* Your assessment is very important for improving the work of artificial intelligence, which forms the content of this project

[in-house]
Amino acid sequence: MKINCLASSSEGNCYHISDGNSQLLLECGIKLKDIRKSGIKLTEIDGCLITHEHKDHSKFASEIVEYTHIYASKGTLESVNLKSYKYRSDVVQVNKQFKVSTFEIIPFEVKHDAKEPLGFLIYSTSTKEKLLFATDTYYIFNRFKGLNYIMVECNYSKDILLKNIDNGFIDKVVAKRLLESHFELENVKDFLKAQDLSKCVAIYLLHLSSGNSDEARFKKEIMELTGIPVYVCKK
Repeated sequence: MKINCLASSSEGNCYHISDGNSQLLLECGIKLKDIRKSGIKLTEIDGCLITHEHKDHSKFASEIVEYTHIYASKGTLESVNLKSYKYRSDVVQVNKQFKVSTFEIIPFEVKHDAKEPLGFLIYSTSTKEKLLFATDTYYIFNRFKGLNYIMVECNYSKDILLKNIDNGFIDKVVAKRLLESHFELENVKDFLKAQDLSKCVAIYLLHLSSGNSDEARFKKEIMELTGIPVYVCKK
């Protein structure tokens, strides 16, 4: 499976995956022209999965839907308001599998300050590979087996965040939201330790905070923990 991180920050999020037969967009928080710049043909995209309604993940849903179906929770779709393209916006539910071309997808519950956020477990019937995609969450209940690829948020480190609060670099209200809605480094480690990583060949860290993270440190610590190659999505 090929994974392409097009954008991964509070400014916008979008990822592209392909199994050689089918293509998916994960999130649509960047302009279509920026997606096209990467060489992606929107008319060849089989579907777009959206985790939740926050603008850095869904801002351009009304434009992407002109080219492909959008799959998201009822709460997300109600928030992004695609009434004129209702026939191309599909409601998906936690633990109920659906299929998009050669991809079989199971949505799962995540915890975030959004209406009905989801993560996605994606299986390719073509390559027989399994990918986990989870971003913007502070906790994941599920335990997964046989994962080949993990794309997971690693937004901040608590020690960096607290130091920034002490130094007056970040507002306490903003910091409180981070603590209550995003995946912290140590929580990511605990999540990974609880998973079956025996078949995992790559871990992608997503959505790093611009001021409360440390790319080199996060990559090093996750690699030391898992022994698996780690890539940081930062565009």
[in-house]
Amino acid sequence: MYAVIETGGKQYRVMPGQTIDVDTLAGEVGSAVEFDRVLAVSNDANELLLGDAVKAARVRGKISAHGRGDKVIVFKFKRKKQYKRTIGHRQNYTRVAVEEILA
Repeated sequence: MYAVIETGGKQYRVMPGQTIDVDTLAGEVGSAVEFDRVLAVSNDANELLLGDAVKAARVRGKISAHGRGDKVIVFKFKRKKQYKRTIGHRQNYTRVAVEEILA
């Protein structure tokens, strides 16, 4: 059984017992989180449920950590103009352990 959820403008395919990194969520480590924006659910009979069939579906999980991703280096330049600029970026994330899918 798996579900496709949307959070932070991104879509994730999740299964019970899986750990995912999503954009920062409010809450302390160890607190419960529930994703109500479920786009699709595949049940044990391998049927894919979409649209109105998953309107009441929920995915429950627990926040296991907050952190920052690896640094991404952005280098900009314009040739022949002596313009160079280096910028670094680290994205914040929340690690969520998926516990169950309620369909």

Low Frequency Current Oscillation Reduction for Six Step Operation of Threephase Inverters Abstract: This paper investigates a control method to significantly reduce the low frequency current oscillation for six step operation of a three-phase inverter. The six step operation of an AC electric machine drive system under high speeds has a few advantages compared with pulse width modulation (PWM) operation including reduced switching losses, a better utilization of the DC bus voltage, and an enhanced speed capability. In digital implementation of the six step control, power electronics may not be able to switch on and off exactly at the zero crossing points of reference voltages, which will result in a DC offset in phase voltages and cause a low frequency oscillation in phase currents. The low frequency oscillation will create issues such as higher power losses, lower efficiency, and excessive heat that may demagnetize magnets on the rotor for a permanent magnet synchronous machine. This research presents a control algorithm using asymmetric PWM to ensure that power electronics switch on and off exactly at the reference voltage zero crossing points. Both simulation and experimental results demonstrate the algorithm can reduce the low frequency oscillation in phase currents by more than 90%. Existing system: A modern AC electric machine is usually driven by an inverter using PWM control to ensure sinusoidal phase currents with a low total harmonic distortion (THD). For an increasing fundamental frequency, fewer pulses are created for each fundamental cycle and six step operation, another power electronics switching technique, can often be applied to reduce the power electronics switching losses and extend the machine speed capability as well. For the six step operation, it is desirable to have the power electronics switch on and off exactly at the reference phase voltage zero crossing points. However, the power electronics may not be able to achieve this using digital implementation. This can create a DC offset in phase voltages over one fundamental cycle, hence, a low frequency oscillation in phase currents. Low frequency is used here as the oscillation frequency is lower than the fundamental frequency of the AC voltage or current. This work prefers to use low frequency instead of subharmonic as the subharmonic, in its pure sense, is defined as f1/n, where f1 is the fundamental frequency and n is an integer. Proposed system: This paper discusses how the low frequency current oscillation is produced for the six step operation of a three-phase inverter. The contribution of this work is to develop and implement a new control algorithm to eliminate the low frequency current oscillation for the six step operation. The algorithm calculates the accurate duty ratio of the power switches if the reference phase voltage changes polarity for the next sampling point to ensure the switches can turn on and off exactly at the voltage zero crossing points. Simulation and experimental results are presented to verify the control algorithm using both a three-phase RL load and a three-phase interior permanent magnet synchronous machine load. Reference:  P. Dallos, The Auditory Periphery Biophysics and Physiology, Chapter 6. Nonlinear Distortion, pp. 448, Academic Press, 1973.  J. Holtz, W. Lotzkat, and A. M. Khambadkone, “On continuous control of PWM inverters in the overmodulation range including the six-step mode,” IEEE Transactions on Power Electronics, vol. 8, no. 4, pp. 546- 553, Oct. 1993.  R. J. Kerkman, D. Leggate, B. J. Seibel, and T. M. Rowan, “Operation of PWM voltage source-inverters in the overmodulation region,” IEEE Transactions on Industrial Electronics, vol. 43, no. 1, pp. 132-141, Feb. 1996.  Z. Peroutka and T. Glasberger, “Comparison of methods for contrinuous transition of space vector PWM into six-step mode,” EPE International Power Electronics and Motion Control Conference, pp. 925-930, Portoroz, Slovenia, Aug. 2006.